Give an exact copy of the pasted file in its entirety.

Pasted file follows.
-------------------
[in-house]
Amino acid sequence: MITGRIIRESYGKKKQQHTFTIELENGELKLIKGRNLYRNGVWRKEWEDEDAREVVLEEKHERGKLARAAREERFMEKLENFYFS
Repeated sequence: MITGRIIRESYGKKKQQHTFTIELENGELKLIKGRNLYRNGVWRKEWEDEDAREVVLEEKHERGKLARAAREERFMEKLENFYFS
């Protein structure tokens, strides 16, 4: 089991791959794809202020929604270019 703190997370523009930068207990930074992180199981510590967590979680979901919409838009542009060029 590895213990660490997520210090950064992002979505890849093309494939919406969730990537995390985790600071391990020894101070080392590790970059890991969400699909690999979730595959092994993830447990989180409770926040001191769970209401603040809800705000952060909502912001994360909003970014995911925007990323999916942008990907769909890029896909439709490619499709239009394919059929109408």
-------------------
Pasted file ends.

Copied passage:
[in-house]
Amino acid sequence: MITGRIIRESYGKKKQQHTFTIELENGELKLIKGRNLYRNGVWRKEWEDEDAREVVLEEKHERGKLARAAREERFMEKLENFYFS
Repeated sequence: MITGRIIRESYGKKKQQHTFTIELENGELKLIKGRNLYRNGVWRKEWEDEDAREVVLEEKHERGKLARAAREERFMEKLENFYFS
């Protein structure tokens, strides 16, 4: 089991791959794809202020929604270019 703190997370523009930068207990930074992180199981510590967590979680979901919409838009542009060029 590895213990660490997520210090950064992002979505890849093309494939919406969730990537995390985790600071391990020894101070080392590790970059890991969400699909690999979730595959092994993830447990989180409770926040001191769970209401603040809800705000952060909502912001994360909003970014995911925007990323999916942008990907769909890029896909439709490619499709239009394919059929109408």